The​ ​Importance​ ​of​ ​Vulnerability​ ​in​ ​Recovery

Courage starts with showing up and letting ourselves be seen. Brené Brown

Vulnerability. The word itself might have a deeply unsettling meaning to some people. It means to be seen in our scariest, darkest moments. It means sharing those moments with other people. It means knowing that those people may or may not judge us, and nobody likes to be judged.

But to be truly, deeply vulnerable also means freedom. Freedom from stigma, from shame, from secrets.

A big part of any addiction recovery program is being vulnerable. From your initial call to get help, to working with a therapist, to weekly group meetings, starting on the road to recovery means you will be vulnerable. And being vulnerable is incredibly healing when you share your story with the right people.

If you are in alcohol recovery, you can relate to your fellow alcoholics in group meetings, talking and learning about each other, and knowing that they can help give you support.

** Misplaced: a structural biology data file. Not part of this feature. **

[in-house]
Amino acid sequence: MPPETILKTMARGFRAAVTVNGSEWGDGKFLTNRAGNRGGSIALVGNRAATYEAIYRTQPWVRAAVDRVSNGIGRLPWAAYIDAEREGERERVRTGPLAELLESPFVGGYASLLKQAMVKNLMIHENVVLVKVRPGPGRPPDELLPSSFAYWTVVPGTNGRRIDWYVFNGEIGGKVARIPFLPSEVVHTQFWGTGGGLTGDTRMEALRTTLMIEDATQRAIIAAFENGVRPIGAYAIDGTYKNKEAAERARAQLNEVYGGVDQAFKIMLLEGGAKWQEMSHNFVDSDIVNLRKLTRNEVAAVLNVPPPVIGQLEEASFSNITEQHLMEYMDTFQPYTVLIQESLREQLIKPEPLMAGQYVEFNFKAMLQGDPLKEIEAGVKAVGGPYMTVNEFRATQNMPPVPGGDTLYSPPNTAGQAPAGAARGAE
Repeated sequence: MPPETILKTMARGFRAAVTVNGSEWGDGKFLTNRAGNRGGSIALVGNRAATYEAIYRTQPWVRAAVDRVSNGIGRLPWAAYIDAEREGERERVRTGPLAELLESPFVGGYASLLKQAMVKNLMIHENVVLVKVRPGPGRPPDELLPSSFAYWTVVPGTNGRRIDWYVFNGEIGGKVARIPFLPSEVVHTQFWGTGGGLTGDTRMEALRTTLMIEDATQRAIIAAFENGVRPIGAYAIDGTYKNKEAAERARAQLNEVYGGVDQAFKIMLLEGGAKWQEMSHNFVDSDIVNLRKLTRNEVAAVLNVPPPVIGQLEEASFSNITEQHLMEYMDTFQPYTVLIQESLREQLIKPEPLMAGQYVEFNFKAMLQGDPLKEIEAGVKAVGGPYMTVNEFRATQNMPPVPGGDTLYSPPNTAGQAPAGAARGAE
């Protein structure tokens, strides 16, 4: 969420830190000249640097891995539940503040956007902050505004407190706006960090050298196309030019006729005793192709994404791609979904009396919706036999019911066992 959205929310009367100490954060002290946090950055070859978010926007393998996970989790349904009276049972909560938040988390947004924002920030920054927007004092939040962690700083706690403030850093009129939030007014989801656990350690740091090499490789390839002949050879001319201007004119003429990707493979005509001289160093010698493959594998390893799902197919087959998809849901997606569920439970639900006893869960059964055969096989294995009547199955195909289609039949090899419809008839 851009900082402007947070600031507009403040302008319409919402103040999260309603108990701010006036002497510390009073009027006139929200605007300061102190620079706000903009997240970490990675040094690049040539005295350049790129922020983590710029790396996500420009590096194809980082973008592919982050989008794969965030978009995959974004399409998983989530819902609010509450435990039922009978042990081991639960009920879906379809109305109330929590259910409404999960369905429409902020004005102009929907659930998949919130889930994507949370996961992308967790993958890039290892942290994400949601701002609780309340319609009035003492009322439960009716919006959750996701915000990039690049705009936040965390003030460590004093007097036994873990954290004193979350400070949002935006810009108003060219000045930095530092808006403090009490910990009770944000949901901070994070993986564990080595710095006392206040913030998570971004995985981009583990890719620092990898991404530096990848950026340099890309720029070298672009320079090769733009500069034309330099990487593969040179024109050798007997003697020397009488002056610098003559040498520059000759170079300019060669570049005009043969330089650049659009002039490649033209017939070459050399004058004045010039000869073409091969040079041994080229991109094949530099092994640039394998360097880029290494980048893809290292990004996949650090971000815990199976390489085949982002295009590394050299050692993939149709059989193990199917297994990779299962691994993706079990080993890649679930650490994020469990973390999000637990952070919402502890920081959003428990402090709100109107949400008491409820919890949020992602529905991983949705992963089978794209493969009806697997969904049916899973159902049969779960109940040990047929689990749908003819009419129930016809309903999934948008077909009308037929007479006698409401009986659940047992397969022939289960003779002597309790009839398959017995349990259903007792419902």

True belonging only happens when we present our authentic, imperfect selves to the world, our sense of belonging can never be greater than our level of self-acceptance.

Brené Brown

But let’s be honest–being vulnerable does not come easy. It means breaking down barriers that we have built up over years and years of secrets, sadness, and shame. Those barriers make us feel safe, even though what’s trapped inside might be eating us alive. Knocking down those walls and building bridges instead will help us feel connected to not only our authentic selves, but to others who are dealing with the same struggles. True vulnerability will set you free.

If you are ready to make the commitment of being vulnerable on your path to recovery, start with contacting us at
833-AKUA-NOW to learn more about our drug and alcohol recovery programs.

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